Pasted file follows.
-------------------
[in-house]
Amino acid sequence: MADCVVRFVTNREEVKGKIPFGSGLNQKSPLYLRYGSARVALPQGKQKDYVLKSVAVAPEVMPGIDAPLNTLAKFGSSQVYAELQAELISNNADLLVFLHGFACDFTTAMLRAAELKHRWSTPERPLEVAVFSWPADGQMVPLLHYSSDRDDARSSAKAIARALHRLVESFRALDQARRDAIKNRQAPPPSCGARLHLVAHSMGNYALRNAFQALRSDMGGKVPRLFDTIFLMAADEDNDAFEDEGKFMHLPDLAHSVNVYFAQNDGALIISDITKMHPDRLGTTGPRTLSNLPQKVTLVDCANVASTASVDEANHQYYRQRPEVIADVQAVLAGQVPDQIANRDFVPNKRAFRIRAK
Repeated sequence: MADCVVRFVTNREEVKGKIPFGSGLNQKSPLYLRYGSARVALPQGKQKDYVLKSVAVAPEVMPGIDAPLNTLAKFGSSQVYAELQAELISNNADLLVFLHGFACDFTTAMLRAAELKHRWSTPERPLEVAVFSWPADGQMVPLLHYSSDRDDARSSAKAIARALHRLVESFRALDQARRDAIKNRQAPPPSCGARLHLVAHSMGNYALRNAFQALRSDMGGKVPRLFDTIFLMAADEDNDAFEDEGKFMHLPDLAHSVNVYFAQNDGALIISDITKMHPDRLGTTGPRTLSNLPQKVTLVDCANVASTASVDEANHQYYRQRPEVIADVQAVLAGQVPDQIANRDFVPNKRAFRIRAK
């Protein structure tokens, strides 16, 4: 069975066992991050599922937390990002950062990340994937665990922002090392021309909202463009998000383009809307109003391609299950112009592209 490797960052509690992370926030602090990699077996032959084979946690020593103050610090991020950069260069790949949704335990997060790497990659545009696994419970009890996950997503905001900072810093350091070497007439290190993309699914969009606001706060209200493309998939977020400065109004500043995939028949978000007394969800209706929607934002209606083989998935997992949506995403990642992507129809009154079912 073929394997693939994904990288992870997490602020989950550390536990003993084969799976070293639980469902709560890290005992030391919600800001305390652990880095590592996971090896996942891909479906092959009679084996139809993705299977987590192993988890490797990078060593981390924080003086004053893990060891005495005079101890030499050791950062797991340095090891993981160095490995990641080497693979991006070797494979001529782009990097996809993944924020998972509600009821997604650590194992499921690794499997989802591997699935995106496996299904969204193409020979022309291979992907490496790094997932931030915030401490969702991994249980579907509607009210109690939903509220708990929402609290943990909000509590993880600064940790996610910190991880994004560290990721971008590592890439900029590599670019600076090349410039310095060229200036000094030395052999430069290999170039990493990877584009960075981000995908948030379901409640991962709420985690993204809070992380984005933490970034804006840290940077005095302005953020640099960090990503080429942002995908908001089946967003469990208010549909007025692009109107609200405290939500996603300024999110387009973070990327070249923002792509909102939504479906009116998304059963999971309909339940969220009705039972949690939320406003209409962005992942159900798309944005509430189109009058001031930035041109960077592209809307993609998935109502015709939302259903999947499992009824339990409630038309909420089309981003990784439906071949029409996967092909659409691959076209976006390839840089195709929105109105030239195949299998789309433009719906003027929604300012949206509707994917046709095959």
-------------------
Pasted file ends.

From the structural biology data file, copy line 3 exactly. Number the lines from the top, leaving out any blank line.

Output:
Repeated sequence: MADCVVRFVTNREEVKGKIPFGSGLNQKSPLYLRYGSARVALPQGKQKDYVLKSVAVAPEVMPGIDAPLNTLAKFGSSQVYAELQAELISNNADLLVFLHGFACDFTTAMLRAAELKHRWSTPERPLEVAVFSWPADGQMVPLLHYSSDRDDARSSAKAIARALHRLVESFRALDQARRDAIKNRQAPPPSCGARLHLVAHSMGNYALRNAFQALRSDMGGKVPRLFDTIFLMAADEDNDAFEDEGKFMHLPDLAHSVNVYFAQNDGALIISDITKMHPDRLGTTGPRTLSNLPQKVTLVDCANVASTASVDEANHQYYRQRPEVIADVQAVLAGQVPDQIANRDFVPNKRAFRIRAK